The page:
What was advertised in a colonial American newspaper 250 years ago today?
“Dr. OGDEN’S very successful Method of Cure, which the Printer inserted in the Almanack at the particular request of some of the Inhabitants.”
As the new year approached and printers throughout the colonies advertised almanacs for 1774, James Rivington of New York took to the pages of his own newspaper to advise prospective customers that the “very great Demand for Rivington’s Almanack … HAS occasioned him to print a new Edition.” Like many other printers who marketed the almanacs they published, Rivington provided an extensive list of the contents as a means of generating interest. He enumerated twenty items. They included helpful reference information, such as “Courts in this and the neighbouring Provinces,” “Fairs,” “FRIENDS Meetings,” and “Roads.” They also included six “Cures for Disorders in Horses” and five “Receipts [or cures] from some of the most eminent Physicians” for a variety of symptoms. For entertainment, the almanac contained “Pleasant Jests.” For the edification of readers, it included “A very important Lesson.” Rivington emphasized that the contents of his almanac “vary in many particulars from others” sold by competitors. The items he selected for inclusion “have been so well received by the Public, as to occasion a very large Quantity to be sold in a few Days.” Existing demand served as a recommendation for the new edition.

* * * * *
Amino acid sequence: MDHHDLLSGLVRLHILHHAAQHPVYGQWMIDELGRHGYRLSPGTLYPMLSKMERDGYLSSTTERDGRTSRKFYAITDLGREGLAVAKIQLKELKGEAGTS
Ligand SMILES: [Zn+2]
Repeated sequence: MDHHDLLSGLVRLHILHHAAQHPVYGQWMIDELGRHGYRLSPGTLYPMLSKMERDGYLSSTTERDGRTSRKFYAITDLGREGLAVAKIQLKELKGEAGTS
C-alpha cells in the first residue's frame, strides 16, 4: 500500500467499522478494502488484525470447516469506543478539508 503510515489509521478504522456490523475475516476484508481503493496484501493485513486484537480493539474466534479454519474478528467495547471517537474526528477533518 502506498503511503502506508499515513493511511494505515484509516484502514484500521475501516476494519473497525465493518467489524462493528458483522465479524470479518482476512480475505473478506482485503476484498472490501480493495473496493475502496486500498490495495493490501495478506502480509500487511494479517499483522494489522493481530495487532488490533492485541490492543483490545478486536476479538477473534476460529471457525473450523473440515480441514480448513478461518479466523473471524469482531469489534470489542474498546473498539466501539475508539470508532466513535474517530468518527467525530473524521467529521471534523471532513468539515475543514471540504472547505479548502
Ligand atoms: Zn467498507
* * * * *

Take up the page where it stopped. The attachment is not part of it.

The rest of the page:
Before commenting on the reception that the almanac already enjoyed or listing the contents, Rivington opened his advertisement with a note intended to resonate with prospective customers in nearby Connecticut. “The following Almanack is particularly recommended to the Inhabitants of the Colony of Connecticut,” the printer asserted, “where the ulcerous and malignant Sore Throat, at this Time rages in a very high Degree.” Rivington reported that he inserted “Dr, OGDEN’S very successful Method of Cure … at the particular Request of some of the Inhabitants.” Among the contents enumerated in the advertisement, “Dr. JACOB OGDEN’S Method of treating the Malignant Sore Throat Distemper” appeared first. That item alone, Rivington suggested, justified purchasing this particular almanac. He implied that he provided an important service, though his altruism had limits. After all, he could have published the “Method of Cure” in Rivington’s New-York Gazetteer; or the Connecticut, New-Jersey, Hudson’s-River, and Quebec Weekly Advertiser for the benefit of readers throughout the region he distributed his newspaper. Still, Rivington framed his choice of contents for his almanac as an act of benevolence that took current events in account. His awareness of the particular needs of prospective customers in Connecticut led him to respond in a manner that he intended would simultaneously contribute to public health and further his own commercial interests.